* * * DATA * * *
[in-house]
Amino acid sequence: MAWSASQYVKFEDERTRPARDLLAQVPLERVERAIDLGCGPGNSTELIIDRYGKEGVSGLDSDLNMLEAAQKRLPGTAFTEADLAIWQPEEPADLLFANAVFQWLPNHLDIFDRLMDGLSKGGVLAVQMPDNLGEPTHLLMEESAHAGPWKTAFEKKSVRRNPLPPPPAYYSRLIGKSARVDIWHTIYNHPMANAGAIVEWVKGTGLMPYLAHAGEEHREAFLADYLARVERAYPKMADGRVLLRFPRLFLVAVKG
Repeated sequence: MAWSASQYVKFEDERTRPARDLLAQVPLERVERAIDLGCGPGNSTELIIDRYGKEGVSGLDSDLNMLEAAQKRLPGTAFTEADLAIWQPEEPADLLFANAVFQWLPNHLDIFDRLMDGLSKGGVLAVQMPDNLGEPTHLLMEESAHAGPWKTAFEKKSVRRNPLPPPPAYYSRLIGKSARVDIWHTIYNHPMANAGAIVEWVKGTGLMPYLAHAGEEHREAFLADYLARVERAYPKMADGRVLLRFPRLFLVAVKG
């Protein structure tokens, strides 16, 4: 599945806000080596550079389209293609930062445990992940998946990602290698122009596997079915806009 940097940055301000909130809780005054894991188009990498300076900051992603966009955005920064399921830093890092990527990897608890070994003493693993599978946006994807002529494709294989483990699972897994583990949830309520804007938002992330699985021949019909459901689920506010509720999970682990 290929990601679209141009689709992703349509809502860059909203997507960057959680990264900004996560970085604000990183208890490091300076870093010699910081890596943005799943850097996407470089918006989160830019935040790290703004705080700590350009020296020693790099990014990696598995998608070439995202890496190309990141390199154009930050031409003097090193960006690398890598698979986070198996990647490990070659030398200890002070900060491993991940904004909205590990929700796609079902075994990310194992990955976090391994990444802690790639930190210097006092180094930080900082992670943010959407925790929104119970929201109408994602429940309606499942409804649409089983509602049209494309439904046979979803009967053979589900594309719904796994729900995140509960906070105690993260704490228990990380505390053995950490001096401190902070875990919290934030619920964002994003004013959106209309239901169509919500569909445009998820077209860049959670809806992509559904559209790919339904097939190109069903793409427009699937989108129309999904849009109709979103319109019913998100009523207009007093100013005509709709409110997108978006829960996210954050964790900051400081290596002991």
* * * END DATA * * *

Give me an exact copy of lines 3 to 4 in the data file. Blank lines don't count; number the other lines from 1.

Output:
Repeated sequence: MAWSASQYVKFEDERTRPARDLLAQVPLERVERAIDLGCGPGNSTELIIDRYGKEGVSGLDSDLNMLEAAQKRLPGTAFTEADLAIWQPEEPADLLFANAVFQWLPNHLDIFDRLMDGLSKGGVLAVQMPDNLGEPTHLLMEESAHAGPWKTAFEKKSVRRNPLPPPPAYYSRLIGKSARVDIWHTIYNHPMANAGAIVEWVKGTGLMPYLAHAGEEHREAFLADYLARVERAYPKMADGRVLLRFPRLFLVAVKG
């Protein structure tokens, strides 16, 4: 599945806000080596550079389209293609930062445990992940998946990602290698122009596997079915806009 940097940055301000909130809780005054894991188009990498300076900051992603966009955005920064399921830093890092990527990897608890070994003493693993599978946006994807002529494709294989483990699972897994583990949830309520804007938002992330699985021949019909459901689920506010509720999970682990 290929990601679209141009689709992703349509809502860059909203997507960057959680990264900004996560970085604000990183208890490091300076870093010699910081890596943005799943850097996407470089918006989160830019935040790290703004705080700590350009020296020693790099990014990696598995998608070439995202890496190309990141390199154009930050031409003097090193960006690398890598698979986070198996990647490990070659030398200890002070900060491993991940904004909205590990929700796609079902075994990310194992990955976090391994990444802690790639930190210097006092180094930080900082992670943010959407925790929104119970929201109408994602429940309606499942409804649409089983509602049209494309439904046979979803009967053979589900594309719904796994729900995140509960906070105690993260704490228990990380505390053995950490001096401190902070875990919290934030619920964002994003004013959106209309239901169509919500569909445009998820077209860049959670809806992509559904559209790919339904097939190109069903793409427009699937989108129309999904849009109709979103319109019913998100009523207009007093100013005509709709409110997108978006829960996210954050964790900051400081290596002991």